Bits and Pieces

-- I watched this episode with my English teacher mother. She was super excited they mentioned two works she teaches (1984 and The Crucible) in one line.

-- Speaking of 1984-Crucible-Land, what timeline was that? And is the idea that this is what the library will turn into if left unchecked? It certainly seems to be ramping up that way.

-- I loved Quentin and Julia’s conversation about magicless goddess Julia making a great mutant. Just all of it. They have an adorable friendship.

-- Marina’s dating the timeline 40 version of her timeline 23 ex-girlfriend, using her insights from her previous failed relationship. Penny 23 thinks that’s super shady, but did he really expect anything different from expert-in-shady Marina?

-- We get more library-ruled world world-building. Hedge-witches seem to feel even more marginalized. The magic is running through pipes (I think?). They seem to be spying on the magicians, hedge-witches, and potentials.

-- I’m still not sure how I feel about Margo and Josh. They’re a somewhat strange combination, but I’m interested enough in seeing where they go with it. It’s not a great time for Margo to start a relationship (given she thinks she just lost Eliot). The execution of it seems real, for a relationship starting from grief.

Marina: “People in cages are never not personal.” A nice, not-so-subtle political dig.

Julia: “I was a goddess and now I’m just your friendly neighborhood bullet-proof vest.”
Quentin: “You'd be a very high-level X-Men like Emma Frost's Diamond Form.”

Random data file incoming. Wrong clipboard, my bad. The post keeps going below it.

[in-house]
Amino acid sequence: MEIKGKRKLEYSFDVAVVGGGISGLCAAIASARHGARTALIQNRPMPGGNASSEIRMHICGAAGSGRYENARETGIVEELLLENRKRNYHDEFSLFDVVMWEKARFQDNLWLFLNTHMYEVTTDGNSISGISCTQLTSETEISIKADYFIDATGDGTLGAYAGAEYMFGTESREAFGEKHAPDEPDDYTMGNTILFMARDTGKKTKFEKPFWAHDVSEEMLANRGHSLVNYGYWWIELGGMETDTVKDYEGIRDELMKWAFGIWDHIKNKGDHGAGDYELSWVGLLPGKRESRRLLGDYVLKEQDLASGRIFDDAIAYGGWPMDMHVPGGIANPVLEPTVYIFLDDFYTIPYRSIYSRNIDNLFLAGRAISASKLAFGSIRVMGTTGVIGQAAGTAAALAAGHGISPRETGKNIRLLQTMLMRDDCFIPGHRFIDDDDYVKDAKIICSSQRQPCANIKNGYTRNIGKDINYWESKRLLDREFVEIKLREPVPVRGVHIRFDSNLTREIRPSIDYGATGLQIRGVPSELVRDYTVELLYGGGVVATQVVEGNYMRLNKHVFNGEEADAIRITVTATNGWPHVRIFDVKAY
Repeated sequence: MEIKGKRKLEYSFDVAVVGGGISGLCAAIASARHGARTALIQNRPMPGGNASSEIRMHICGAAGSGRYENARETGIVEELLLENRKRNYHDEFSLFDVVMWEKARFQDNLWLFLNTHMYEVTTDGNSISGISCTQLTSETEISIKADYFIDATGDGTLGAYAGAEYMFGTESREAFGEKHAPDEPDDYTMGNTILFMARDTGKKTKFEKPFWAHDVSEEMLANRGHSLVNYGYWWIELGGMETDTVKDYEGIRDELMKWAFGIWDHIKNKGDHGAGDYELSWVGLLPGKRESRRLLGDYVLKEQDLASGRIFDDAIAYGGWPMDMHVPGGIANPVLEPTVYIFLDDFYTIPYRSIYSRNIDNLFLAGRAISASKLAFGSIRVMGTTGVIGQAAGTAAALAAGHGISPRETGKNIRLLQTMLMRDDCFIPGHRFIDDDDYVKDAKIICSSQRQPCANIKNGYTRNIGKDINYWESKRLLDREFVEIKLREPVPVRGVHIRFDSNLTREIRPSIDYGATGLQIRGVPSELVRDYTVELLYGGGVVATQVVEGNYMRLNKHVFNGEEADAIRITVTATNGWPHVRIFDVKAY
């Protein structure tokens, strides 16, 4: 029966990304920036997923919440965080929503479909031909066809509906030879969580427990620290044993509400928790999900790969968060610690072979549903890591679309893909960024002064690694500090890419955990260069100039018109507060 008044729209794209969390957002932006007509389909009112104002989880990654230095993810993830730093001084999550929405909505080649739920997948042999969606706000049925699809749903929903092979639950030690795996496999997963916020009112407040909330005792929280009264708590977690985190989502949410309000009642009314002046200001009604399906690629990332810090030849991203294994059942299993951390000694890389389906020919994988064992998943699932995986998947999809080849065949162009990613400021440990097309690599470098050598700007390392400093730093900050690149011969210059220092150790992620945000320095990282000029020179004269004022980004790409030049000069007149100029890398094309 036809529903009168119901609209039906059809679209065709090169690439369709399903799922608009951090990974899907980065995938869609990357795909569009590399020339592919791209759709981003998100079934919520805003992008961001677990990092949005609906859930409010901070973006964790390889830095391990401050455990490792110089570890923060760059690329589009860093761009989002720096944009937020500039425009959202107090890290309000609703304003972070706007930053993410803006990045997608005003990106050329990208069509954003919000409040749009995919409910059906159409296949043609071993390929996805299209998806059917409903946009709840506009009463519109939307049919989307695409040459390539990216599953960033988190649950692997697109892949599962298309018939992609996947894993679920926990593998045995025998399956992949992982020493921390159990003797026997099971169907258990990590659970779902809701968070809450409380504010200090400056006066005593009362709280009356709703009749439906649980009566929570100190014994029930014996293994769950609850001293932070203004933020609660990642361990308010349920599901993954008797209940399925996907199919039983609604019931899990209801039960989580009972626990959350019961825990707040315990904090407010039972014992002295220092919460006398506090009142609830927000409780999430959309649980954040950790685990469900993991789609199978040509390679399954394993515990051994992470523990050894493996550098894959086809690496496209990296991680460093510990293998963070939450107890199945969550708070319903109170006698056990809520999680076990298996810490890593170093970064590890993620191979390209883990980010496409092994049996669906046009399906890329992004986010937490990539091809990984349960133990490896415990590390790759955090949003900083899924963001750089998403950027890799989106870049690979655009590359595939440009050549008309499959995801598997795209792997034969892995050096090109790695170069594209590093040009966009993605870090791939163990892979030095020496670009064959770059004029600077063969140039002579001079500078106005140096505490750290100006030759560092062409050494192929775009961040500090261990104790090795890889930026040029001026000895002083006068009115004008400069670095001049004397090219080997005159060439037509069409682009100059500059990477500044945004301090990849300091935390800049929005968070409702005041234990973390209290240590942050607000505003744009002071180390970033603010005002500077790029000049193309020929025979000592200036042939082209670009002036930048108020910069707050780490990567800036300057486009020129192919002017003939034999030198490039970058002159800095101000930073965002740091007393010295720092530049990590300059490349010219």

Julia: “A mutant.”
Quentin: “A mutant.”
Julia: “Like The Indestructress! Pew, pew!” I also love how they’ve apparently read a bunch of comic books. I should’ve seen that coming.

The Monster: “This body hearts tequila. When I'm happy. When I'm sad. When I'm bored. Because everything is taking too long—meaning you. Relevant story: I was in the road, and I almost hit by a what-do-ya-call-it—big fat truck? But I wouldn't have felt anything at all because tequila is my friend.”

Three and a half out of four verbally-challenged mummies.

4 comments:

Billie Doux said...

Penny has been my favorite character for a long time, and I'm so glad they had our Penny and Penny 23 work it out. Our Penny seems to have adjusted to serving the library eternally in death and doesn't even seem jealous that Penny 23 is supposed to go live his life for... reasons.

Margo is in so much pain. She isn't going to recover from losing her best friend any time soon. The way she turned everything about her undiplomatic mission into an obscenity was too funny and very Margo. She has to lash out somehow.

It's nice to see Alice in recovery and also nice to see magic being used for something so good for a change. I hope the librarians don't do something awful to Camryn Manheim. I like Camryn Manheim, even when she's playing a villain. Which she clearly isn't here.

All this good stuff, and there were so many things that made me laugh. The interdimensional television device from Fringe. The mummy shedding sand as it talked. The best thing was the "Famous People from Modesto Jar Candles" in the convenience store, the most recognizable of which was James Marsters as Spike. :) They often do little homages to Buffy. I love it.

Jessica M. said...

I love your reviews! And I agree with a bunch of things you mentioned. ��

Ariel Williams said...
This comment has been removed by the author.
Ariel Williams said...

Thanks Jessica! And Billie, I didn't notice the jar candles, let alone the James Marsters one. Definitely just made my day!

Edited: Changed James to Jessica. Sorry, had James Marsters on the brain :)